COLLEGE STATION, Texas (KBTX) — A Texas A&M study shows that the old adage that “what doesn’t kill you makes you stronger” isn’t necessarily true.
Research has found that people who are repeatedly exposed to disasters, whether natural or man-made, experience negative mental health effects over time. That’s probably not surprising, but the study’s lead author, Garett Samson, says it shows that going through one disaster doesn’t better prepare someone for another, at least from a perspective mental and emotional.
“While we saw individuals go through two, three or four different experiences, even five with dangers, we started to see a marked decrease in mental health, even above one standard deviation of what you would expect. you expect at the national level,” Samson said. , who is a researcher at the Texas A&M Superfund Research Center and the School of Public Health, said. “What we found is that it’s not so much a specific hazardous event that can lead to decreased mental health and well-being, it’s the type of exposures that last for a long time. , then repeated again and again. again.”
Sansom and his team studied more than 1,100 people in the greater Houston area and their responses to a standardized mental health survey. It uses a standards-based algorithm so that the results can be compared to other measurements. The survey asked questions about difficulty doing chores or daily tasks, going out, and performance at work to assess the respondent’s mental health status.
Sansom says that while he wasn’t surprised that this repeated exposure to disasters led to lower mental health scores, he was surprised by the extent of the declines over time. He says another interesting trend revealed by the data was that people aged 65 and over had less reduction in their scores.
“It could indicate some coping mechanisms and the ability of people in this age range to recover from these things,” Sansom said. “But even that being said, all groups have had a reduction, just the elderly less.”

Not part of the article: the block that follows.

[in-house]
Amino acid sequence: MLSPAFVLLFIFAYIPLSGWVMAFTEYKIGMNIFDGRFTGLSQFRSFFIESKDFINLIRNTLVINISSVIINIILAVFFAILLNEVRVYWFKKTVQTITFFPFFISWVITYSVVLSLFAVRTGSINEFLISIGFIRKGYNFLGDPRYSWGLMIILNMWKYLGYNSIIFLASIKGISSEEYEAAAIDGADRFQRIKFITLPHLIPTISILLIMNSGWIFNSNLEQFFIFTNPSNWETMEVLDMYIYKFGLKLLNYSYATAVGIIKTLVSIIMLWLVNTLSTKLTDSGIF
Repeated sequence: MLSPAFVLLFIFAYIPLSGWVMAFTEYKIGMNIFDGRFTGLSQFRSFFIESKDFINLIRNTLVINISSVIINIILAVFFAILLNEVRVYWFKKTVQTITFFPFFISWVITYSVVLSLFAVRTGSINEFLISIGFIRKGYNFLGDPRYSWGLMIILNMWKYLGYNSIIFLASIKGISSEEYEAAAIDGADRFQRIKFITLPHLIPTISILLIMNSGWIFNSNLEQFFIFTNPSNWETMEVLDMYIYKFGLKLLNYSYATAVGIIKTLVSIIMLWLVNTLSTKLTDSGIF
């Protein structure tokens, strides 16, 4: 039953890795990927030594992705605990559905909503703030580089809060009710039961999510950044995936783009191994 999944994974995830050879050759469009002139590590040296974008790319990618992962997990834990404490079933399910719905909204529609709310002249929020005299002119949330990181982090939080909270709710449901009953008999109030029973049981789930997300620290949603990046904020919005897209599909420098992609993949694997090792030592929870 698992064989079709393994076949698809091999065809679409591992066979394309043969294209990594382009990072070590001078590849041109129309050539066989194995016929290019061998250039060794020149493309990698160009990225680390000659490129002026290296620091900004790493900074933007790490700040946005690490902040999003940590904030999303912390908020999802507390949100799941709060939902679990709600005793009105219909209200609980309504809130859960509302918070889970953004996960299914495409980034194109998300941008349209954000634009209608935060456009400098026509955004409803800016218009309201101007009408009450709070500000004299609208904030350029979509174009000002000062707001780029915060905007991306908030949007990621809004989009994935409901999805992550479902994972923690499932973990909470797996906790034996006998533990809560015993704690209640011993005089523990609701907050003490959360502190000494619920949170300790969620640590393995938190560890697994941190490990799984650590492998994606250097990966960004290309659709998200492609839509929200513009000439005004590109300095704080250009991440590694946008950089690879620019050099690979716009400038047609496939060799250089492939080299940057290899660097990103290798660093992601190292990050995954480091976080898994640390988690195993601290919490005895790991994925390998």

He says the risks for people to experience these dangers exist in many communities across the country, and are only expected to increase in the future.
“It is important that we understand both the impact this has on mental health, but also that we are able to provide the services people need to be able to make a meaningful recovery and get back to their lives,” Sansom said.
Dana Martinez is a local councilor with Uphill consulting services who says that PTSD and trauma are among the most common mental health impacts that disasters can have on people.
“PTSD and trauma can present in so many different ways, and you’re going to see all kinds of things from natural disasters,” Martinez said. “You’re going to have flashback memories, trouble sleeping, feeling like you’re going through that again, high trauma, high anxiety. Often what I find is that people feel like they’re going crazy. They have no words or understanding of what is really going on in their brains after going through something really, really bad.
Martinez says mental health professionals and everyday people need to move beyond the traditional expectation of what causes trauma in order to better treat it.
“Let’s normalize going to talk to someone,” Martinez said. “Let’s make it a priority to help everyone find a safe place where they can be heard, they can’t feel crazy. They can be understood.
Martinez says she tries to work with these patients to help dampen the part of the brain known as the amygdala. Its general function is to regulate emotions and to link emotional meanings to memories.
“I talk to clients about turning down the amygdala volume so it doesn’t go off every second of the day,” Martinez said. “I’m going to help them learn to breathe, to meditate, to talk about it – to do things that activate the parasympathetic nervous system, things like exposure to cold. Talking and going through our feelings is very important, but also to do very simple things for ten minutes a day that really start to help your brain rewire itself after PTSD and trauma.
Although Martinez says there’s no substitute for the help anyone can get from a professional, everyday people can have a significant impact too. She says just being there to listen can go a long way.
“Be there for the people. Listen. Ask them how they are,” Martinez said. “You don’t need to have the answers. You just have to let them be where they are. Love them and listen to them. Normalize that it’s hard what they live. You don’t have to fix it, just be there and sit with them. It changes everything for people, and we can all do it.
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